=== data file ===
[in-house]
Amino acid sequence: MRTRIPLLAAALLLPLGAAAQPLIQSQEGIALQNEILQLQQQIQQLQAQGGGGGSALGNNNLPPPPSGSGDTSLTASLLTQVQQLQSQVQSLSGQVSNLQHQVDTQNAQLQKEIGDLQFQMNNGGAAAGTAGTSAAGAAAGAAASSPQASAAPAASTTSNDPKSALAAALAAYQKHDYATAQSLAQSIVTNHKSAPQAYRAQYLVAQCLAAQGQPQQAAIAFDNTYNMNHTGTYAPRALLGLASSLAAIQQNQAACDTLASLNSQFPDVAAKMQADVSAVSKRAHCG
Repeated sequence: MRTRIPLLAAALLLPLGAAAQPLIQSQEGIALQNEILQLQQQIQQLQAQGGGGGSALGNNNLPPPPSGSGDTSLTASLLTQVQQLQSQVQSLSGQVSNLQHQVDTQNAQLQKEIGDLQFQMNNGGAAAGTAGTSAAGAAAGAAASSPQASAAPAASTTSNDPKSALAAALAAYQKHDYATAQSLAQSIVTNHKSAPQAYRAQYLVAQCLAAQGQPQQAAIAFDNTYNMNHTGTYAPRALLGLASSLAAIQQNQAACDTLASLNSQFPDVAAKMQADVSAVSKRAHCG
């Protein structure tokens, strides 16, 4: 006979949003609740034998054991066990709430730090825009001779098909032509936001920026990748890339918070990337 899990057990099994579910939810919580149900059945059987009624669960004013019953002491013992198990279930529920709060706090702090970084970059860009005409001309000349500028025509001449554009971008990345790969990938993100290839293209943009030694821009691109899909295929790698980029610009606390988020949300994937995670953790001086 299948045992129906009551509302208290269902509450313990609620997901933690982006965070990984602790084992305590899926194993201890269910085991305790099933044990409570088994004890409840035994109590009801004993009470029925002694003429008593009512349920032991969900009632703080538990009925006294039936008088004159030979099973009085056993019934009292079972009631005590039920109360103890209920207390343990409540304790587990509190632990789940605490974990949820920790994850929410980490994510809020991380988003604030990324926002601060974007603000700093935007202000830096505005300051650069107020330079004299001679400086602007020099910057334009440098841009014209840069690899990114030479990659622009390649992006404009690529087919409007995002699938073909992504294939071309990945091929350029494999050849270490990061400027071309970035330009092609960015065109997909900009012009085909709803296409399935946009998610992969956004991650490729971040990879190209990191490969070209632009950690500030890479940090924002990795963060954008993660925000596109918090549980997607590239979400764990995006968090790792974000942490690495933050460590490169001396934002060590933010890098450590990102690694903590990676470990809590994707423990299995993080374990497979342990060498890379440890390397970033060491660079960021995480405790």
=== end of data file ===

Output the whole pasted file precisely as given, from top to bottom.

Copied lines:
[in-house]
Amino acid sequence: MRTRIPLLAAALLLPLGAAAQPLIQSQEGIALQNEILQLQQQIQQLQAQGGGGGSALGNNNLPPPPSGSGDTSLTASLLTQVQQLQSQVQSLSGQVSNLQHQVDTQNAQLQKEIGDLQFQMNNGGAAAGTAGTSAAGAAAGAAASSPQASAAPAASTTSNDPKSALAAALAAYQKHDYATAQSLAQSIVTNHKSAPQAYRAQYLVAQCLAAQGQPQQAAIAFDNTYNMNHTGTYAPRALLGLASSLAAIQQNQAACDTLASLNSQFPDVAAKMQADVSAVSKRAHCG
Repeated sequence: MRTRIPLLAAALLLPLGAAAQPLIQSQEGIALQNEILQLQQQIQQLQAQGGGGGSALGNNNLPPPPSGSGDTSLTASLLTQVQQLQSQVQSLSGQVSNLQHQVDTQNAQLQKEIGDLQFQMNNGGAAAGTAGTSAAGAAAGAAASSPQASAAPAASTTSNDPKSALAAALAAYQKHDYATAQSLAQSIVTNHKSAPQAYRAQYLVAQCLAAQGQPQQAAIAFDNTYNMNHTGTYAPRALLGLASSLAAIQQNQAACDTLASLNSQFPDVAAKMQADVSAVSKRAHCG
């Protein structure tokens, strides 16, 4: 006979949003609740034998054991066990709430730090825009001779098909032509936001920026990748890339918070990337 899990057990099994579910939810919580149900059945059987009624669960004013019953002491013992198990279930529920709060706090702090970084970059860009005409001309000349500028025509001449554009971008990345790969990938993100290839293209943009030694821009691109899909295929790698980029610009606390988020949300994937995670953790001086 299948045992129906009551509302208290269902509450313990609620997901933690982006965070990984602790084992305590899926194993201890269910085991305790099933044990409570088994004890409840035994109590009801004993009470029925002694003429008593009512349920032991969900009632703080538990009925006294039936008088004159030979099973009085056993019934009292079972009631005590039920109360103890209920207390343990409540304790587990509190632990789940605490974990949820920790994850929410980490994510809020991380988003604030990324926002601060974007603000700093935007202000830096505005300051650069107020330079004299001679400086602007020099910057334009440098841009014209840069690899990114030479990659622009390649992006404009690529087919409007995002699938073909992504294939071309990945091929350029494999050849270490990061400027071309970035330009092609960015065109997909900009012009085909709803296409399935946009998610992969956004991650490729971040990879190209990191490969070209632009950690500030890479940090924002990795963060954008993660925000596109918090549980997607590239979400764990995006968090790792974000942490690495933050460590490169001396934002060590933010890098450590990102690694903590990676470990809590994707423990299995993080374990497979342990060498890379440890390397970033060491660079960021995480405790």